Classic San Francisco Shopping: 7 Retailers with Staying Power

Find San Francisco souvenirs and gifts at these stores that have stood the test of time.

San Francisco’s ever-evolving retail scene includes major international labels as well as smaller, homegrown brands that have operated here since California’s Gold Rush. From old-school craftspeople to boutiques taking a unique approach to fashion, jewelry and home decor, these local mainstays offer an authentic option for only-in-San-Francisco souvenirs and gifts. Here are seven legacy retailers worth visiting.

Spectacles of Union Square

Neighborhood: Union Square

Then: Two sisters helped build this eyewear business launched in Detroit in 1932. The business has provided prescription lab and eyeglass-crafting services on San Francisco’s Maiden Lane since 1959.

Now: After studying under master optician Horst Goos, owner Kevin Hershey took over the lab at Spectacles in 1996. The store specializes in custom rimless mountings, handles frame adjustment and repairs and sells vintage eyewear in addition to modern brands like Cartier.

The Goorin Bros. flagship in North Beach

Goorin Bros.

Neighborhoods: North Beach, Union Square, Haight Street

Then: Cassel Goorin launched his hat-making business in 1895, operating from a horse-drawn cart on the streets of Pittsburgh, Pennsylvania. His sons moved the business to San Francisco in 1949; today, Cassel’s great-grandson Ben oversees operations.

Now: Goorin Bros. sells hats and offers custom fitting services at more than 30 stores in the United States and Canada, including the flagship North Beach boutique.

“North Beach has an old-world romantic charm and overflows with unique history. It is unlike any other neighborhood in San Francisco,” said Ben Goorin.

He outfitted his signature location with antiques and family mementos, and showroom displays feature heirloom-quality bowlers, cloches, fedoras, flat caps and more. In 2017, Goorin Bros. will introduce a line of made-in-America trucker caps crafted at the brand’s newly acquired New Jersey factory.


Needlepoint in Jackson Square

Needlepoint Inc.

Neighborhood: Jackson Square

Then: When she opened a full-service needlepoint shop on Post Street 27 years ago, Diane Nerheim turned her hobby into a profession. She moved to the current Jackson Square location in 2015.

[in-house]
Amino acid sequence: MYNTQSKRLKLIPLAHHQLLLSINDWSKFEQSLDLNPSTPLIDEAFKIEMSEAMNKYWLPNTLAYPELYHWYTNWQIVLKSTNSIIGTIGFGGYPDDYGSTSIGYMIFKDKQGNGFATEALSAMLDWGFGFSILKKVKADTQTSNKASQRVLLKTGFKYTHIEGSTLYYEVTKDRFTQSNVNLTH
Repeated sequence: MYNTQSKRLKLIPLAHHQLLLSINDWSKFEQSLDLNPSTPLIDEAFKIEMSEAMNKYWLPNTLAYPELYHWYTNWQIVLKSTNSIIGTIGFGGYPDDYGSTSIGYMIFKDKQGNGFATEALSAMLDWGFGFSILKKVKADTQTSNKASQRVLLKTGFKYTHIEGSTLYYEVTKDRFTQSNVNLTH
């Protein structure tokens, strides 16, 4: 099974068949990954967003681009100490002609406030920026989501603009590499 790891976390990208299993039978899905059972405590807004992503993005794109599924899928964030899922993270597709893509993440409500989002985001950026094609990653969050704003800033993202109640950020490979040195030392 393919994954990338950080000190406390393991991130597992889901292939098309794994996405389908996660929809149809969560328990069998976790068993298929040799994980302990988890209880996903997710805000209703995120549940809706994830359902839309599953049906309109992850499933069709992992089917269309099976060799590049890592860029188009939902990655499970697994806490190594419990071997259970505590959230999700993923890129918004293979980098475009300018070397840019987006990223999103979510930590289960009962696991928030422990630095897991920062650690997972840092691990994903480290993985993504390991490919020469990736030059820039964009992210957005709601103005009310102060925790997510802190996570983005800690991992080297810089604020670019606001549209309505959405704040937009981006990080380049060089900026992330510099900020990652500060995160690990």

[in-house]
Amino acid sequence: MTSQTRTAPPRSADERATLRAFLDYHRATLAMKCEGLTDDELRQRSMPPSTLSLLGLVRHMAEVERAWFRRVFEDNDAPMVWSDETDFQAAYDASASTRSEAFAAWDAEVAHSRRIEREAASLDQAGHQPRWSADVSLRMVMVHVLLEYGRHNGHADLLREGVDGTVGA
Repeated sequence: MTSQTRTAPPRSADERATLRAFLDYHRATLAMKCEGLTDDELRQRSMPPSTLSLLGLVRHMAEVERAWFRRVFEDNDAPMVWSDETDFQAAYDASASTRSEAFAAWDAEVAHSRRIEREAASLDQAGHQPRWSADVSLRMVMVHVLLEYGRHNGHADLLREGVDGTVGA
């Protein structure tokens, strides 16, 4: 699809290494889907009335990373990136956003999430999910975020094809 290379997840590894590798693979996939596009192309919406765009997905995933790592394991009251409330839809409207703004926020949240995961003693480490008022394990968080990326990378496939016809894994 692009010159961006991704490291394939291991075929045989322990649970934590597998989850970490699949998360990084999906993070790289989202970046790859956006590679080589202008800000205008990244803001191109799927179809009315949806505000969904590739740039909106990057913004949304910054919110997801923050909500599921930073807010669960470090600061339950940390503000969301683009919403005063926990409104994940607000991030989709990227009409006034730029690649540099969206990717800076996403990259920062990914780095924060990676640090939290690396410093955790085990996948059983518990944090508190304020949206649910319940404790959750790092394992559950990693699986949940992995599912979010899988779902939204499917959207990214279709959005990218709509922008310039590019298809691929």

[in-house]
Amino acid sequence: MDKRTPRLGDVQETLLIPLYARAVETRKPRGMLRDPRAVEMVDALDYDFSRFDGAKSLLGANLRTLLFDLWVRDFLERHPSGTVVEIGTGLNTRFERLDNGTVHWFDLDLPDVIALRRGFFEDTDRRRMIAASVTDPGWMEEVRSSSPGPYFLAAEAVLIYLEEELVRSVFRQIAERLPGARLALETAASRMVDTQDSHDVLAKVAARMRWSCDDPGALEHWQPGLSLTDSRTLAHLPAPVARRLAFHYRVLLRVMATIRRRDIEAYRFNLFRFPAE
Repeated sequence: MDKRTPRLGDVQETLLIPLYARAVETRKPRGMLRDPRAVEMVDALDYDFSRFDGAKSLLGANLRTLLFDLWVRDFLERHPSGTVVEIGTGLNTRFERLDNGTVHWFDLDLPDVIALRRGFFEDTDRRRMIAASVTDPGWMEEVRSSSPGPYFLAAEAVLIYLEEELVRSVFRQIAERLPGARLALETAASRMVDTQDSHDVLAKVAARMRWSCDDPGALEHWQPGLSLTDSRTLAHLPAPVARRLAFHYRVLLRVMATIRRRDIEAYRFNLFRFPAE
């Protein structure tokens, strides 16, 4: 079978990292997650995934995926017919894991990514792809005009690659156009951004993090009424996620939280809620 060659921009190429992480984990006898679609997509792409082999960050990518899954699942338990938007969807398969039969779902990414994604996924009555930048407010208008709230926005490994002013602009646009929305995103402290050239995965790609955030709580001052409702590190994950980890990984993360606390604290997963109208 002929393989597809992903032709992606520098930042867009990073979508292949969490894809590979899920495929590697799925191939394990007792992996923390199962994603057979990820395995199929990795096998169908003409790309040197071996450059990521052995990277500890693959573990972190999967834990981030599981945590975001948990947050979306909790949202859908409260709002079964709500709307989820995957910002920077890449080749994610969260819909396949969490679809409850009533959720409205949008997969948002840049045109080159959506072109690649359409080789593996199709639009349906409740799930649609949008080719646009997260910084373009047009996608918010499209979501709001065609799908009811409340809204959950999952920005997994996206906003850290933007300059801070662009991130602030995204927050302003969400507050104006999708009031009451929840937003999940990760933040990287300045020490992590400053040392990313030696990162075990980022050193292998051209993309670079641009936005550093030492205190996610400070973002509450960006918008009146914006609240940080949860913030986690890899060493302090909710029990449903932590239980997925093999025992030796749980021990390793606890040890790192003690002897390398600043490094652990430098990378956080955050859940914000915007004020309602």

Now: In addition to stocking embroidery supplies and offering custom-designed pillows, home textiles and holiday decor, Nerheim sells a proprietary line of fine silk thread. She also employs a full-time artist who creates patterns sold at the store.

“Everything is painted by hand—nothing is stamped. It’s like couture needlepoint,” said Nerheim, who welcomes customers from across the country. “We really are a destination for those who enjoy this hobby. Needlepoint is a unique craft that people get hooked on.”


Wilkes Bashford

Wilkes Bashford

Neighborhood: Union Square

Then: San Francisco icon Wilkes Bashford founded his renowned clothing store in 1966, setting the bar for fine men’s apparel and cementing a spot on Esquire’s “International Best Dressed List” for decades.

Now: Bashford passed away in 2016, but his legacy lives on through shops in San Francisco and Palo Alto. Now part of the Mitchell Stores family, the business offers expanded jewelry and women’s departments in addition to classic menswear labels and made-to-measure services.


Lang Antiques

Lang’s Antique & Estate Jewelry

Neighborhood: Union Square

Then: Mrs. Jarmilla Lang opened this Sutter Street store in 1969, drawing on her fine arts background to curate an upscale selection of jewelry and collectibles.  Current co-owners Mark Zimmelman and Suzanne Martinez took over in the early 1990s and moved the store just down the block in 2014.  

Now: Lang’s Antique & Estate Jewelry buys and sells fine antique, vintage and estate jewelry dating back to the late 1700s, from rare engagement rings to art deco watches to cufflinks crafted with onyx and diamonds. Sparkling front window displays draw collectors as well as casual shoppers looking for something extraordinary.

“These pieces tell us about times past and how jewelers took so much time and pride in their work,” said Martinez. “The old pieces were primarily die-struck, hand-finished and hand-pierced. Here, we can point out those details that make each piece special.”


Gump’s

Neighborhood: Union Square

Then: Gump family members established a Union Square shop in 1861, selling home goods and gifts to customers who amassed California Gold Rush fortunes. Owners rebuilt and restocked after the city’s 1906 earthquake and continue carrying high-end decor, apparel and accessories today.

Now: More than 150 years after opening, Gump’s remains a stylish anchor in San Francisco’s retail scene. Displays showcase elegant luxury goods, jewelry, clothing and unique gifts, and a Ch’ing Dynasty gilded wood Buddha acquired in the early 20th century still overlooks the store’s first floor.


Cliff's Variety in the Castro

Cliff’s Variety

Neighborhood: Castro

Then: Retired merchant and teacher Hilario DeBaca opened a Castro Street shop in 1936, selling sewing supplies, cigars, candy, magazines and other basics in a space named for his youngest son, Clifford. DeBaca’s oldest son, Ernie, and subsequent generations have managed the store through expansions and location changes leading to the current spot at 479 Castro.

Now: True to its name, Cliff’s Variety carries a range of hardware, housewares, art supplies, fabric, toys and more, plus seasonal items and playful gifts for all ages.